Next, we provide considerations and guidelines for preparation prior to implementing the self-  evaluation protocol. We also recommend your team gather information on each of the assessments  administered at the school or district level. This information includes, but is not limited to,  assessment purposes and uses, assessment technical manuals, assessment research conducted by publishers/test vendors and/or by outside researchers, and administration manuals for the assessment.

Strengthening Claims-based Interpretations and Uses of Local and Large-scale Science Assessment Scores (SCILLSS)

Digital Workbook on Educational Assessment Design and Evaluation: Creating and Evaluating Effective Educational Assessments

This professional development assessment literacy resource is divided into chapters and is intended to help educators ensure that the assessments they use provide meaningful information about what students know and can do. This resource will complement the self-evaluation protocol. Each chapter will provide a deeper understanding and examples of evidence to complete the various sections of the protocol. This assessment literacy professional development resource could also be used in isolation.

Chapter 1: Purposes and Uses of Assessment Scores, Validity, Validity Questions (Adobe Connect Digital WorkbookPPTScriptMP3)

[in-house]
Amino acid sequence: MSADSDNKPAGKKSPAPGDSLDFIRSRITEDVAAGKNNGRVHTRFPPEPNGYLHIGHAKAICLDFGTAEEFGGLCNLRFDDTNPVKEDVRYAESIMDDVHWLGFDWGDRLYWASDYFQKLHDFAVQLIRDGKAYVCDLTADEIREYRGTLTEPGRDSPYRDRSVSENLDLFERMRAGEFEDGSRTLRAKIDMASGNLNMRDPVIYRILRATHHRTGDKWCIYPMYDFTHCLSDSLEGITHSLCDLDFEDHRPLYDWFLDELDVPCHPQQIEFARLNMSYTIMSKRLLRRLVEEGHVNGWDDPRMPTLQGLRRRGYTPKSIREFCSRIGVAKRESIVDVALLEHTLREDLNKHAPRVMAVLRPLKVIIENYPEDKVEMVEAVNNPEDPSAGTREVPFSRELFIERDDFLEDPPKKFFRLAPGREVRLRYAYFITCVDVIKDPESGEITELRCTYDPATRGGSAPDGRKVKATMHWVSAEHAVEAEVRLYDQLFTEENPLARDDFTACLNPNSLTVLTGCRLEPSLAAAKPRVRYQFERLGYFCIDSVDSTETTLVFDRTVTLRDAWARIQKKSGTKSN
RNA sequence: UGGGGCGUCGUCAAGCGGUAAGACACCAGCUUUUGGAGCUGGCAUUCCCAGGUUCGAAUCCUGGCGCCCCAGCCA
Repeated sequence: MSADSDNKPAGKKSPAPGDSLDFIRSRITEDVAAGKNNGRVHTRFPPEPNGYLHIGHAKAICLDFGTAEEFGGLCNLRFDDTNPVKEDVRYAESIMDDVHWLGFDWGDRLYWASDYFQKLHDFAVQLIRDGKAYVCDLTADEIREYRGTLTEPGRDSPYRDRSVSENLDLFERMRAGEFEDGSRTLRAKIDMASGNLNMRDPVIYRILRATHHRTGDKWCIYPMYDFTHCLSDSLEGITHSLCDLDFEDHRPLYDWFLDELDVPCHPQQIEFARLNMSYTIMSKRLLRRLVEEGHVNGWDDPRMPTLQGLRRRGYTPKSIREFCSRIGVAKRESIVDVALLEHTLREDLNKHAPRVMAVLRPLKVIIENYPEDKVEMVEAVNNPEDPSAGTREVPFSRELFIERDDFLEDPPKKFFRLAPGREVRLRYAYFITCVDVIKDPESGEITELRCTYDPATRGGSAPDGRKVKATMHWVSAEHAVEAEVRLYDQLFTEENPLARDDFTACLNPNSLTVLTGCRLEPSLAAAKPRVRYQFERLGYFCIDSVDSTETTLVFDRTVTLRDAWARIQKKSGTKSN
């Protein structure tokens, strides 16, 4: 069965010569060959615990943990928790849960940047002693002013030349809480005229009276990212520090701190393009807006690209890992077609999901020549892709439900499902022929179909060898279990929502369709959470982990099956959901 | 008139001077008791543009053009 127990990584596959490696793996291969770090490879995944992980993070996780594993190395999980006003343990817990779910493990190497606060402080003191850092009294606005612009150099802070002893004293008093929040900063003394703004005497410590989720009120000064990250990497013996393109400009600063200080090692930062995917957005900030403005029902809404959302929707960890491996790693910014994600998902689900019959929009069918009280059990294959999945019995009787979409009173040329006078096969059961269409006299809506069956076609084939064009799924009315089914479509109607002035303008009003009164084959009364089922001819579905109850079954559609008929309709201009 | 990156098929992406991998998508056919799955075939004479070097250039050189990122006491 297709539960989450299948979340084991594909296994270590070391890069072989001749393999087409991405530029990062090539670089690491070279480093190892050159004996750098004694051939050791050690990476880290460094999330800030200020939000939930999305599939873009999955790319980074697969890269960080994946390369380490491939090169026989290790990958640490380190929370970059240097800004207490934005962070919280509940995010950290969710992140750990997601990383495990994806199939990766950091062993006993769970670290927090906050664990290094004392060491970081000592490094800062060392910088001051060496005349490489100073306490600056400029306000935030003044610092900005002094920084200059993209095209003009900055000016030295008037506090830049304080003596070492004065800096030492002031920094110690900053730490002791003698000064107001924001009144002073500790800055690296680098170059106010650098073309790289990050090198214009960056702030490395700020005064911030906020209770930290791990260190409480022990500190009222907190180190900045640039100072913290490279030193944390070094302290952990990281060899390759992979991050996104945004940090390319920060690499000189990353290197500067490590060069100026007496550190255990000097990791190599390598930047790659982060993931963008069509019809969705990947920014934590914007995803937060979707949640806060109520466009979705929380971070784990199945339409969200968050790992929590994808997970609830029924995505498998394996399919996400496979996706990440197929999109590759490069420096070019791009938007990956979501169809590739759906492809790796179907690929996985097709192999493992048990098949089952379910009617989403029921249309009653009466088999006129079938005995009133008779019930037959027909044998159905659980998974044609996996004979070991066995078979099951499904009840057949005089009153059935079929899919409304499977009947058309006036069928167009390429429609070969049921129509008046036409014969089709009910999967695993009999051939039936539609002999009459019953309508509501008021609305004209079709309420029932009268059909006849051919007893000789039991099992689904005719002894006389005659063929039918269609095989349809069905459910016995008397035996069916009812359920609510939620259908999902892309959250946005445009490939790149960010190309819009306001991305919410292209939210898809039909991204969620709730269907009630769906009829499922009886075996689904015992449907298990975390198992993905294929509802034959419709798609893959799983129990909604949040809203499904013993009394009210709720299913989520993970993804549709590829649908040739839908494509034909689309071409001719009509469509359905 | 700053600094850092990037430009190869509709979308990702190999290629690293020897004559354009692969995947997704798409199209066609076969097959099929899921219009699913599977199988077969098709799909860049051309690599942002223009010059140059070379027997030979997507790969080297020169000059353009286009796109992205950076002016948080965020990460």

• Chapter 1.1 Assessment Purposes and Uses
• Chapter 1.2 Validity as the Key Principle of Assessment Quality
• Chapter 1.3 Four Validity Questions to Guide Assessment Development and Evaluation
• Chapter 1.4 Summary and Next Steps

Chapter 2: Construct Coherence (Adobe Connect Digital WorkbookPPTScriptMP3)

• Chapter 2.1 Review of Key Concepts from Chapter 1
• Chapter 2.2 The Concept of Construct Coherence
• Chapter 2.3 Validity Questions Related to Construct Coherence

Chapter 3: Comparability (Adobe Connect Digital WorkbookPPTScriptMP3)

• Chapter 3.1 Review of Key Concepts from Chapters 1 and 2
• Chapter 3.2 What is Comparability and Why is it Important?
• Chapter 3.3 What is Reliability/Precision and Why is it Important?
• Chapter 3.4 Validity Questions Related to Comparability and Reliability/Precision

Chapter 4: Fairness and Accessibility (Adobe Connect Digital WorkbookPPTScriptMP3

• Chapter 4.1 Review of Key Concepts from Chapters 1, 2, and 3
• Chapter 4.2 What is Fairness and Accessibility and Why is it Important?
• Chapter 4.3 Validity Questions Related to Fairness and Accessibility

Chapter 5: Consequences Associated with Testing (Adobe Connect Digital WorkbookPPTScriptMP3)

• Chapter 5.1 Review of Key Concepts from Chapters 1, 2, 3, and 4
• Chapter 5.2 Consequences Associated with Testing
• Chapter 5.3 Validity Questions Related to Consequences